Band Tips

How to Book a Summer Full of Gigs and Prepare for Them

By January 26, 2022 No Comments

By T. Perry Bowers

Late last year as my band was putting the finishing touches on an E.P.  that we had been working on for almost two years, I had a thought. I thought to myself, now that this Covid stuff may be winding down it’s time to get out there and play some gigs. My band will release this E.P. here shortly and we can start to play some shows in support of it.

Last Summer I had the fortune of being a part of a brewery tour with local band Flipp. I did most of the booking of the gigs and the band did all of the rocking. I learned a lot. One of the things that I learned was that breweries have built-in audiences. The beer is the main attraction and boy do people love beer. Beer is a cult.

There is a little hurdle you have to jump over as a band if you want to play brewpubs and that is you have to have your own PA system. Rock clubs are set up for a band to come, hop on stage, plug in and rock out. In a brewery situation, they almost never have their own sound system (PA) nor a stage, for that matter. So if you want to tap into the brew scene, your band should come fully outfitted with sound. Slide into a corner of the brewery or somewhere outside, set up, and play.

Breweries aren’t rock clubs. Unless the owner of the brewery created his establishment to be a music venue, music is an afterthought. Their passion is beer. That means when you attempt to book your band into the pub, you’re going to have to present something that makes sense to them. Making sense means making money, or at least not losing money.

Breweries produce beer for pennies. If you’re a band that likes beer, this may be just the ticket. Breweries can give away case after case of beer at very little cost to them. So that’s the first thing to go after. Ask them for as much beer as you can. The band can set out a tip jar of course, but you’re going to want to negotiate some sort of fee on top of the beer and the tips.

You could leave it up to the brewery to decide what it’s worth to them. Just tell them if they enjoy the show and believe their customers did too, to shell out some cash. Give them a minimum if that is important to you. My goal on this summer jaunt is more about the band than the money so I’m not too worried about it. Plus my bandmates love craft beer so it’s a win-win.

I will say this, however. If you do negotiate a deal where the venue gets to decide what to pay on the spot, make sure that a decision-maker is on-site while you are playing and know who that person is. At the very least, get the phone number of the person who is able to make decisions so that you can call them or text them after the show. That way, they can communicate with the staff to see how the performance was to make a decision about money. There were a couple of instances on the Flipp tour where we had a great show, much beer was sold and we went to settle up and the staff had no idea what kind of deal we had made with the owner (or manager) and no authority to dole out any money. And, I didn’t have the authority on speed dial. I won’t make that mistake again.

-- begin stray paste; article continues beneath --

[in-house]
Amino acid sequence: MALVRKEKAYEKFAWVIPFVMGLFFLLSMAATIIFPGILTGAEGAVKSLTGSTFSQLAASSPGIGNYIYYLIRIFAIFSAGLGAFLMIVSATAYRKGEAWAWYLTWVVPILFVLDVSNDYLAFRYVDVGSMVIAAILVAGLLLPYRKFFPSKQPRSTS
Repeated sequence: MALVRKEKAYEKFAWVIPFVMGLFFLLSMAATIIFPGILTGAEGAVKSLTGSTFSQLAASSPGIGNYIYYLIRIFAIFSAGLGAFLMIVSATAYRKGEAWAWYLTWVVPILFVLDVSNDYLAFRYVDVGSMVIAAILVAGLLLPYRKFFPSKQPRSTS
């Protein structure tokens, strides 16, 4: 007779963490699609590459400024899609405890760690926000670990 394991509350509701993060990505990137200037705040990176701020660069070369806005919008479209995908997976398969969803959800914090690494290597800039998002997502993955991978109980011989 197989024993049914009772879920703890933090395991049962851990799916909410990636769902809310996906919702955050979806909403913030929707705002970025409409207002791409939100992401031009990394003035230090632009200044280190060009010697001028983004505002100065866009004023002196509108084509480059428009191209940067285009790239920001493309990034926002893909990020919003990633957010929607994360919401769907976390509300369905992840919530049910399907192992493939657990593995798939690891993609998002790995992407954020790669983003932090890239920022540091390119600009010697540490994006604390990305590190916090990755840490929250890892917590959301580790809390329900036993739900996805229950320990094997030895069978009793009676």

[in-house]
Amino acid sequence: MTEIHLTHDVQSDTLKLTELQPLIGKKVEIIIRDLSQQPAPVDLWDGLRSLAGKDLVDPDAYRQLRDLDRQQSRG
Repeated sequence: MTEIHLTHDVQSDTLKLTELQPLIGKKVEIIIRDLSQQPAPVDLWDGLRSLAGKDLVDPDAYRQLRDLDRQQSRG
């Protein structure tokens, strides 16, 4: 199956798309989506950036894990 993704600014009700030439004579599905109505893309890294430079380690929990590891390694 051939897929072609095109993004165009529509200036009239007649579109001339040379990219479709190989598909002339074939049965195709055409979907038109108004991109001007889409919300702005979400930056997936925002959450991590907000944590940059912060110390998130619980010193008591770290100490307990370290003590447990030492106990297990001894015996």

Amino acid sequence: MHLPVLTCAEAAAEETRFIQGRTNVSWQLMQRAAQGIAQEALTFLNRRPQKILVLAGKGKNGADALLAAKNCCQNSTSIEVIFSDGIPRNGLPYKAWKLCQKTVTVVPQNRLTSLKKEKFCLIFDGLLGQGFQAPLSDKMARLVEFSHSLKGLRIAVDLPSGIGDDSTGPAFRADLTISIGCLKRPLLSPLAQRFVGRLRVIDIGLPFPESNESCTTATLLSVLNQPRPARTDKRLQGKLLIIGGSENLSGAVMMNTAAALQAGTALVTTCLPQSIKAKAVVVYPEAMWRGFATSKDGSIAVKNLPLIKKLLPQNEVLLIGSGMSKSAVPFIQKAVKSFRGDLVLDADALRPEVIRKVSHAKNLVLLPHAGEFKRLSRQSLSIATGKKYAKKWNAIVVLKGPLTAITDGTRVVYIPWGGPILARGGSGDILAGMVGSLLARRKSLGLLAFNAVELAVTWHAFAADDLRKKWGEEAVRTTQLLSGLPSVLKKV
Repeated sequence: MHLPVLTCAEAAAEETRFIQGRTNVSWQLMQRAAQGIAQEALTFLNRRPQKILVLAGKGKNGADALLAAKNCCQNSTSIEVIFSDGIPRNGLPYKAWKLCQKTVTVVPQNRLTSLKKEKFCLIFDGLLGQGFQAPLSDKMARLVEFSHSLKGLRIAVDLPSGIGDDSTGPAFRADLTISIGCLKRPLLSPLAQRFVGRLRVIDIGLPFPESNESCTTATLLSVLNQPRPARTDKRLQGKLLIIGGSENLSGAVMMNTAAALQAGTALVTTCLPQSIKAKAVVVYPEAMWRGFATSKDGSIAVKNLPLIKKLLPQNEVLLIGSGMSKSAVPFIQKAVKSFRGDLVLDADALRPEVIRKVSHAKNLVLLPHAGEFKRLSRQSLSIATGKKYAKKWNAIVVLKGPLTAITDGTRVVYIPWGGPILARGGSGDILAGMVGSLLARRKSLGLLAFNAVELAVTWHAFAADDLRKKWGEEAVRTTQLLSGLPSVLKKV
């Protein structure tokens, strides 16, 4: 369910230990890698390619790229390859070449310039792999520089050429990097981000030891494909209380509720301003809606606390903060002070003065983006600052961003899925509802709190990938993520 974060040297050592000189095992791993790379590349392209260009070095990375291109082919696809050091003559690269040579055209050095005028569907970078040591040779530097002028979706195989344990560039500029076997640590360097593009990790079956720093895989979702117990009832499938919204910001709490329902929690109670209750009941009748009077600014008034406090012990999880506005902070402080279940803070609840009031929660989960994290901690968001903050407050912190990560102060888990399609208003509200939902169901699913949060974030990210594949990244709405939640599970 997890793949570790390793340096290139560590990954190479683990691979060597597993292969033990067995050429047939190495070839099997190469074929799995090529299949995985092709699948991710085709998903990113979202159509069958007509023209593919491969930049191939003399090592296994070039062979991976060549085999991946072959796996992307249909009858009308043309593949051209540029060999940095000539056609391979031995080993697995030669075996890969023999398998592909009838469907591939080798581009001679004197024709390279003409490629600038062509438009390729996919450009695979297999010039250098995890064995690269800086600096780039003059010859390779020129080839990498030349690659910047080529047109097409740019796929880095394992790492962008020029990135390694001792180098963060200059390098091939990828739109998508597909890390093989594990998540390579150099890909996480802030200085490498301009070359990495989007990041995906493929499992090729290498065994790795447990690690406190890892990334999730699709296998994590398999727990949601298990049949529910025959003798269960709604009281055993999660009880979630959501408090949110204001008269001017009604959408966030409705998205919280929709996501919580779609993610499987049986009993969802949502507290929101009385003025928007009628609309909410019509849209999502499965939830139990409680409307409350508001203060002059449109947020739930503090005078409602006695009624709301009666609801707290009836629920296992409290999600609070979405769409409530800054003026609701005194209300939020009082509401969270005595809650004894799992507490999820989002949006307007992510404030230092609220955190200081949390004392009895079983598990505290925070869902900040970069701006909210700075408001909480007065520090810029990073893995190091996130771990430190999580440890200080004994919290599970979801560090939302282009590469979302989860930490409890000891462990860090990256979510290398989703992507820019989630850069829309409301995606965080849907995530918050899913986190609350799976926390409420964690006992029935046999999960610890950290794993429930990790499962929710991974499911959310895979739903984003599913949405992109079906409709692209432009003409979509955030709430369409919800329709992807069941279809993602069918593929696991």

But, like I said, this summer is not about making a bunch of money or reaching a level of notoriety. It’s about seeing how good the band can be. It’s about seeing how good I can be. We’ve played a bunch of shows and we’ve put out a few releases, but we really have never put the pedal to the metal. I’ve been around professional bands that go out on tour in support of records. They practice a ton. They are tight as all get out.

My band may never get to the level of tightness that pro bands acquire when all they are doing is preparing for the tour. I’ve had bands book a rehearsal space for five days, practice all day for those five days. They run their set over and over again. Not only does rehearsing make them tight, but the actual tour also makes them super tight.

When my last band 13 Hertz was in our prime, we did a Colorado tour. We played six shows in about eight days. It was a lot of work, but we ended up being as tight as we had ever been. We had confidence that we never had as a band, playing out of state. There is just something cool about saying, “we’re from Minneapolis” when you’re in Denver. Audiences take notice and they give you just a little more respect than they do with local bands.

Anyway, we might not be going much further than St. Cloud, but we do intend to play a weekly gig throughout the summer. In order to prepare for these shows, we will be adding another weekly practice. Saturday mornings will be dedicated to rock.

We have eighteen songs in our repertoire. Thirteen of them are material that is already recorded and five songs are new songs we have been putting together. My plan for rehearsing is to run through all eighteen songs every time we meet, which will be twice per week. By the time we get to the summer gigs, we may have to drop a song or two from the set for lack of development or tightness, but we should be able to do two full sets of original rock and roll every time we show up at a brewery. This way we don’t have to hire a warm-up band and we can keep all the money and beer.

It’s all for fun and a personal challenge to the band. Let’s see how tight we can actually be. Let’s see how confidently we can sing and play. Let’s see how well we can dial in our sound in live environments. How nice can we make our guitars, amps, and drums sound? How hard can we rock and still play our parts with the necessary precision? And of course, we will be creating some dope social media content along the way. I mean would it even be real without posting to social media?

So that’s the plan. It’s a personal thing, but don’t get me wrong, I’m still going to try to make some money for the band. We have recordings to pay for. My bandmates need to stock up on beer. So here’s to a productive summer 2022. Come see us play!